The recently published article presents two applications of this method: identifying RNA molecules that signal the emergence of metastatic cancer and detecting coronavirus RNA. To allow unambiguous sensing, the researchers developed a process that leaves only the relevant ‘target’ molecules intact, while degrading all others.

In the first application, the researchers demonstrated the method’s potential for early detection of metastatic cancer by quantifying the levels of MACC1 – one of the primary genes known to signal the formation of a metastatic state. Thanks to its high degree of sensitivity, the new technique successfully quantified the gene’s expression in cancerous cells at the early stages of illness (known as stages I and II) – a challenge that PCR-based technologies failed to meet. Needless to say, the earlier these genetic biomarkers are discovered, the better the chances of successful treatment.

In the second application, the researchers detected the RNA molecules of the SARS-CoV-2 virus using the same approach. The technique presented in the article is not the first to analyze single molecules; however, unlike previous reports, it circumvents processes in the sample treatment that introduce “noise” and errors into the system. Two of these processes are sample purification, in which many target molecules are inadvertently lost, and DNA amplification, which may lead to errors and faulty diagnoses. According to Prof. Meller, “Our system enables quantifiable sensing of the RNA genetic expression levels using a relatively simple nano-sensor device, without needing to cleanse the sample and with no need for massive amplification processes that may harm the test’s sensitivity and reliability. We have shown that our technology preserves the level of genetic expression of the original RNA molecules throughout the entire process. In this way, we obtain a more precise analysis method, which is essential in both contexts we studied – RNA biomarkers of metastatic cancer and the SARS-CoV-2 virus.”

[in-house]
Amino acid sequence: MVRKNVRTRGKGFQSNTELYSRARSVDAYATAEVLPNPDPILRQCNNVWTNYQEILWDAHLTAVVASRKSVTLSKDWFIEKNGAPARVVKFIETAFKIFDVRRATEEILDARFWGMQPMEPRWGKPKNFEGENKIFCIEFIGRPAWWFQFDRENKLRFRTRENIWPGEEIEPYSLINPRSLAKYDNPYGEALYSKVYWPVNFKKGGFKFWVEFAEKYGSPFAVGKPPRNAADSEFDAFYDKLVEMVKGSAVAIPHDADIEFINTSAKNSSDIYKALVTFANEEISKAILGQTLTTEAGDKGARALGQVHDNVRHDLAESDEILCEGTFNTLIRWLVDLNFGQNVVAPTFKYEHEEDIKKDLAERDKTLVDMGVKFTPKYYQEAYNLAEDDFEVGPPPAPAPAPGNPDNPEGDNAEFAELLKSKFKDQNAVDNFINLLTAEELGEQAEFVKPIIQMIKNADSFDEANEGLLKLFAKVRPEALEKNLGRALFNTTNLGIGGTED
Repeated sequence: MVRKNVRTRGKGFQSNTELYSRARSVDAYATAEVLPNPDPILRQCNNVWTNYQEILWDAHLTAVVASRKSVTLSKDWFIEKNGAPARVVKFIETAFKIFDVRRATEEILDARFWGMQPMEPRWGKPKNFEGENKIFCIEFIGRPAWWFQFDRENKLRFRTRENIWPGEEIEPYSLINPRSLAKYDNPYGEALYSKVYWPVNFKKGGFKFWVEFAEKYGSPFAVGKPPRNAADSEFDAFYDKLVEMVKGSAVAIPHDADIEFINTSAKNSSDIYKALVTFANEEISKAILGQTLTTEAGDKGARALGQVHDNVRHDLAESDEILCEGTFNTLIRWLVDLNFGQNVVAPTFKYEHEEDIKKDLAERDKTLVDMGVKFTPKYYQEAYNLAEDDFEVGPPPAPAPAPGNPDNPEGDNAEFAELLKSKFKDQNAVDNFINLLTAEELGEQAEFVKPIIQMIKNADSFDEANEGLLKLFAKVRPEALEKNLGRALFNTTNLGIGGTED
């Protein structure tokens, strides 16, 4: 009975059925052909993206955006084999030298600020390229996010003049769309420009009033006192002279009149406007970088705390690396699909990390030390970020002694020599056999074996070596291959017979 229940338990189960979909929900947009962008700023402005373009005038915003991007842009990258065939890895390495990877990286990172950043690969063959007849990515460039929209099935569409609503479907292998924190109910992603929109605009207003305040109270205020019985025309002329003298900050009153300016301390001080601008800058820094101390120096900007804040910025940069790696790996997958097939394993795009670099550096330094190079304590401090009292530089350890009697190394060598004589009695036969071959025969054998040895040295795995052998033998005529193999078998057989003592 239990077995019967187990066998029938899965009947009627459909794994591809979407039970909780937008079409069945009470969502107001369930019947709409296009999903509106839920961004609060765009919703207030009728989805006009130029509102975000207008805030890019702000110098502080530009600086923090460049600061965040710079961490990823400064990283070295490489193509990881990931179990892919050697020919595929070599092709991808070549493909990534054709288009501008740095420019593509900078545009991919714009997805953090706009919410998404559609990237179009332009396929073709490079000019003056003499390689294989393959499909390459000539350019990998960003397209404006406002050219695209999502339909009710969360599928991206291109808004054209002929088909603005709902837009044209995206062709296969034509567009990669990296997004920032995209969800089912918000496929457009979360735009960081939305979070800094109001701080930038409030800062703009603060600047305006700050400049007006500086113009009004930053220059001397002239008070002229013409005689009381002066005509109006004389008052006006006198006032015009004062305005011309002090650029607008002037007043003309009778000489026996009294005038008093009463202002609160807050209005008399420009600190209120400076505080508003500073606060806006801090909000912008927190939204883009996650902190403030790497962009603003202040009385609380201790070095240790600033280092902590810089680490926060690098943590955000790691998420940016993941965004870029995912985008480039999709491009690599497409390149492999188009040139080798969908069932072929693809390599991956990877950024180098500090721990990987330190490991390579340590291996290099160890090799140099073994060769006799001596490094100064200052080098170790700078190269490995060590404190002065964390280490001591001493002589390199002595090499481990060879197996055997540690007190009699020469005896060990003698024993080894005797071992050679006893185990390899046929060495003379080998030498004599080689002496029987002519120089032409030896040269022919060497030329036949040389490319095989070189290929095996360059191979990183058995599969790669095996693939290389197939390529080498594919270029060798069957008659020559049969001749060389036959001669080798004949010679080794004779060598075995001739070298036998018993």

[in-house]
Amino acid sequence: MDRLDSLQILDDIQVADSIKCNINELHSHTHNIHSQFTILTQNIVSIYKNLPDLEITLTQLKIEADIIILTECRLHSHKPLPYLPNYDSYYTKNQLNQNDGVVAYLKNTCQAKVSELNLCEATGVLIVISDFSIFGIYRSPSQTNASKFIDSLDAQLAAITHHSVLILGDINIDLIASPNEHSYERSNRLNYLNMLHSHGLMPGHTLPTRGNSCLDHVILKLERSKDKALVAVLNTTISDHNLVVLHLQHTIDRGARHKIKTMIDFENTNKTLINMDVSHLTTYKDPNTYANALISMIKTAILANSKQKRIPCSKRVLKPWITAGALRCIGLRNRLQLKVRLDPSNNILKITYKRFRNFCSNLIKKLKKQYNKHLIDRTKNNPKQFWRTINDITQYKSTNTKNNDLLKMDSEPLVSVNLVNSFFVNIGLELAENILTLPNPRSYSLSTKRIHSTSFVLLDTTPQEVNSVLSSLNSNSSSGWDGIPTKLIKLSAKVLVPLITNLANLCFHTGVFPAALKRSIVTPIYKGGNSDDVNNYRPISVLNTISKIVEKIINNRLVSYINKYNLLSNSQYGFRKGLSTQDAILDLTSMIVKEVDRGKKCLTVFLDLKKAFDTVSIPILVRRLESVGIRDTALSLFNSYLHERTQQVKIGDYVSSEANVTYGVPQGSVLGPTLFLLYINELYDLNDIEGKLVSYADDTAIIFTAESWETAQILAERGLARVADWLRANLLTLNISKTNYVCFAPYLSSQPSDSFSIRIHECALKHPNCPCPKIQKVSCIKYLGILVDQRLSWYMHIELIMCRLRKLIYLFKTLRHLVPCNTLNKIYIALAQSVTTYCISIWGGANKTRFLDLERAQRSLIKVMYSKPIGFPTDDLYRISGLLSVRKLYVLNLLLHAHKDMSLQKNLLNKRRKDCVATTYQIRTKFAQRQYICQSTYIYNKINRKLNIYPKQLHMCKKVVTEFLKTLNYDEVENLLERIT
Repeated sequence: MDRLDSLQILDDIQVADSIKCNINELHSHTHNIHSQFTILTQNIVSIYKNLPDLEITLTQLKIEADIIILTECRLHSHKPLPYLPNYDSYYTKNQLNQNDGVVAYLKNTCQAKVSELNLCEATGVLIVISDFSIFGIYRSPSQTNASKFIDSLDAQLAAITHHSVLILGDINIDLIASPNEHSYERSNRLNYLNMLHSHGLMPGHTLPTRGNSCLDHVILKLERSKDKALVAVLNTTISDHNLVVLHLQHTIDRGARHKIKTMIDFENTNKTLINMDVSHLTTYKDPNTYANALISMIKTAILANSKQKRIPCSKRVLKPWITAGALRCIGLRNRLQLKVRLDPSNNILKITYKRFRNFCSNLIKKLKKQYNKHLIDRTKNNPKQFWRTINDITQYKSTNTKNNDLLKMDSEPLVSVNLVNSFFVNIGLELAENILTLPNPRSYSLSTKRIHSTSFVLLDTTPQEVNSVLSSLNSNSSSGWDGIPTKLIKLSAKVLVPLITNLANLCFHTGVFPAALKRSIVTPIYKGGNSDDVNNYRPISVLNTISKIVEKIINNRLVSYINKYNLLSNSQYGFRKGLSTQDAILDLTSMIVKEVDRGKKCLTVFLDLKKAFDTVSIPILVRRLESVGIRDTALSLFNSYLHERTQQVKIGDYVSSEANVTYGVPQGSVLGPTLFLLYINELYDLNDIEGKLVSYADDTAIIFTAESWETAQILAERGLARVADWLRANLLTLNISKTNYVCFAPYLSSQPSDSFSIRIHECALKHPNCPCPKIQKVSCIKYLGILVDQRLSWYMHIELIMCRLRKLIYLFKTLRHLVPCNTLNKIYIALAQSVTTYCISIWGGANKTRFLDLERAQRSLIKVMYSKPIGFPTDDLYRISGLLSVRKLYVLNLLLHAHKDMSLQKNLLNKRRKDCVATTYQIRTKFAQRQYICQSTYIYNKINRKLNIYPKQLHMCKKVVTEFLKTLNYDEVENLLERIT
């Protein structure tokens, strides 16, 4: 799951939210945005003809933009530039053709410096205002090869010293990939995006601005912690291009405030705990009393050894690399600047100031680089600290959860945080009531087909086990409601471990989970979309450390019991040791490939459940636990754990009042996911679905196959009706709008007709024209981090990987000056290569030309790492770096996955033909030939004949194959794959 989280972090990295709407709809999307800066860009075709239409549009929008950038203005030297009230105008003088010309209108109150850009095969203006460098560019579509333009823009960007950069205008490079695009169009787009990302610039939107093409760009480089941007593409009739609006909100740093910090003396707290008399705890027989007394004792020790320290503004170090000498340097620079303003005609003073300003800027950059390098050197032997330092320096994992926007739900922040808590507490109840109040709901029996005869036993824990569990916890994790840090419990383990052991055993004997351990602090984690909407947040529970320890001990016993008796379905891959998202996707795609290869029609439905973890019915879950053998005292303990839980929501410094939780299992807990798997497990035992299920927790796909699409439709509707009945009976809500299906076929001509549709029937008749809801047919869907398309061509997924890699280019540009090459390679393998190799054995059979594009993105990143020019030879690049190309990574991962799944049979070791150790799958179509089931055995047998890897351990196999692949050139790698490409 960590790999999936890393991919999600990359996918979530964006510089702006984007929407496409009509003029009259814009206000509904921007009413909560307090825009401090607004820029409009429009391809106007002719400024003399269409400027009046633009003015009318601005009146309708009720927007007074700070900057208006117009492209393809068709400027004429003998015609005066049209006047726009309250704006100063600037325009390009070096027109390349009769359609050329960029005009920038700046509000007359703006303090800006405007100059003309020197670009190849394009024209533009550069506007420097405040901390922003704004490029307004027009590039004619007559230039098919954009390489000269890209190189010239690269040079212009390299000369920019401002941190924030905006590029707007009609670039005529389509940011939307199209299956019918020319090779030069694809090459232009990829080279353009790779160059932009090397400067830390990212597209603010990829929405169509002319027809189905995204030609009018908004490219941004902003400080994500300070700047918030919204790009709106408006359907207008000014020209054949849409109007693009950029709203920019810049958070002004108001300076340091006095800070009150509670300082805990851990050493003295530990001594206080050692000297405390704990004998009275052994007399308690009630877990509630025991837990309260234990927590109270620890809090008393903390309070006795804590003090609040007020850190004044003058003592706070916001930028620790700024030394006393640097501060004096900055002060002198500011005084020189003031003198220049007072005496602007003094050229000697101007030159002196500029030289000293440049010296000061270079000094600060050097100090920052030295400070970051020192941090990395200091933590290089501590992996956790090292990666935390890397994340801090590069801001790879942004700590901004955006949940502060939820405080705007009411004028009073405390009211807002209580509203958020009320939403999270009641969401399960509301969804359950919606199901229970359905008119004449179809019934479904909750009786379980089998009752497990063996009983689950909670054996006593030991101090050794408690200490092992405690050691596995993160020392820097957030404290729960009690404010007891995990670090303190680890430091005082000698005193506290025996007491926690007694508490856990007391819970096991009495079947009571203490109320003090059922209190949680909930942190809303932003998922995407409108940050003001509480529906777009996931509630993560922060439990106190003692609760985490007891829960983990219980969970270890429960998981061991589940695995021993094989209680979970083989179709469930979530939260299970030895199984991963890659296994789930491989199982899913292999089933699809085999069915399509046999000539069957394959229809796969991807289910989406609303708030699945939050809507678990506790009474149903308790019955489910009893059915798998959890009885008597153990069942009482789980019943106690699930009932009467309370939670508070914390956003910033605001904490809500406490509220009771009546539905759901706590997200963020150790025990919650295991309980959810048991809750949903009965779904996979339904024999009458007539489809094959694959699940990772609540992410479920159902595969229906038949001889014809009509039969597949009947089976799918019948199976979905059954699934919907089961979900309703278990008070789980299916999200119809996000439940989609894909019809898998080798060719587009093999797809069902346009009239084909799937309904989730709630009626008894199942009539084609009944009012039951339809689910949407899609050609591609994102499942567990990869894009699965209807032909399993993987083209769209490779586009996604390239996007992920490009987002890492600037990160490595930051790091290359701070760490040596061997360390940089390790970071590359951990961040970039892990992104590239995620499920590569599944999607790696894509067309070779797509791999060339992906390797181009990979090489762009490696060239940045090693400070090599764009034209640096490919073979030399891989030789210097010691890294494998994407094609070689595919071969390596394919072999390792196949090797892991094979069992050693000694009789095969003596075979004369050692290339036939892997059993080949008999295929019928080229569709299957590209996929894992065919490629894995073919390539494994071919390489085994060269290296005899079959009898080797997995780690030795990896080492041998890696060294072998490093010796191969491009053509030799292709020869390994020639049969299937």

The recent ACS Nano article is an important milestone for Meller’s research group, but it is definitely not the end of the road. With further work, the nanopore sensing system is expected to become a portable device that will make cumbersome lab equipment unnecessary. Technological and clinical research is continuing at the Technion Faculty of Biomedical Engineering, in collaboration with the BioBank at the Rambam Health Care Campus. At the same time, steps are being taken to commercialize the technology in order to make it available for general use as soon as possible.

The research is being supported by the European Union (through an ERC grant, as part of the European Commission’s Horizon 2020 program for research in the EU), the Israel Science Foundation (ISF), and the SignGene program which supports doctoral students.

For more than a century, the Technion – Israel Institute of Technology has pioneered in science and technology education and delivered world-changing impact. Proudly a global university, the Technion has long leveraged boundary-crossing collaborations to advance breakthrough research and technologies. Now with a presence in three countries, the Technion will prepare the next generation of global innovators. Technion people, ideas and inventions make immeasurable contributions to the world, innovating in fields from cancer research and sustainable energy to quantum computing and computer science to do good around the world.